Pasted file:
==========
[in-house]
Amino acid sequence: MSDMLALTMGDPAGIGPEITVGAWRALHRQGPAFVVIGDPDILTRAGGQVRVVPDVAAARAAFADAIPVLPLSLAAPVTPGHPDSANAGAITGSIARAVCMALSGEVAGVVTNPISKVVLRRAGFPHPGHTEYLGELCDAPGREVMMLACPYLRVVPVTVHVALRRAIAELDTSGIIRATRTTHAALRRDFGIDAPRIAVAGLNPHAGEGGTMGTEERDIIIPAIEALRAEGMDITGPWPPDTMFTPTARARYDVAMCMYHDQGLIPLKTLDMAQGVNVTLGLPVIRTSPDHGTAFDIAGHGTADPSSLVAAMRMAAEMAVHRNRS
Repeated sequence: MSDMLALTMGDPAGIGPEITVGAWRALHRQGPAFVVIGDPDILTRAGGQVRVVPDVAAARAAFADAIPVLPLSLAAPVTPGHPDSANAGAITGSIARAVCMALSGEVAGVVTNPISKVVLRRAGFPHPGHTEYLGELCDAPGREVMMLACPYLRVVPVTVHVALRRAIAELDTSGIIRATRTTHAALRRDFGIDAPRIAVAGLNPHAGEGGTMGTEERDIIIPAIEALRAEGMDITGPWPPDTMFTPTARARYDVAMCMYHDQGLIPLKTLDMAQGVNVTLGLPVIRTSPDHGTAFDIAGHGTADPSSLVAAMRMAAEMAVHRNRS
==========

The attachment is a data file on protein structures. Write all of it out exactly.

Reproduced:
[in-house]
Amino acid sequence: MSDMLALTMGDPAGIGPEITVGAWRALHRQGPAFVVIGDPDILTRAGGQVRVVPDVAAARAAFADAIPVLPLSLAAPVTPGHPDSANAGAITGSIARAVCMALSGEVAGVVTNPISKVVLRRAGFPHPGHTEYLGELCDAPGREVMMLACPYLRVVPVTVHVALRRAIAELDTSGIIRATRTTHAALRRDFGIDAPRIAVAGLNPHAGEGGTMGTEERDIIIPAIEALRAEGMDITGPWPPDTMFTPTARARYDVAMCMYHDQGLIPLKTLDMAQGVNVTLGLPVIRTSPDHGTAFDIAGHGTADPSSLVAAMRMAAEMAVHRNRS
Repeated sequence: MSDMLALTMGDPAGIGPEITVGAWRALHRQGPAFVVIGDPDILTRAGGQVRVVPDVAAARAAFADAIPVLPLSLAAPVTPGHPDSANAGAITGSIARAVCMALSGEVAGVVTNPISKVVLRRAGFPHPGHTEYLGELCDAPGREVMMLACPYLRVVPVTVHVALRRAIAELDTSGIIRATRTTHAALRRDFGIDAPRIAVAGLNPHAGEGGTMGTEERDIIIPAIEALRAEGMDITGPWPPDTMFTPTARARYDVAMCMYHDQGLIPLKTLDMAQGVNVTLGLPVIRTSPDHGTAFDIAGHGTADPSSLVAAMRMAAEMAVHRNRS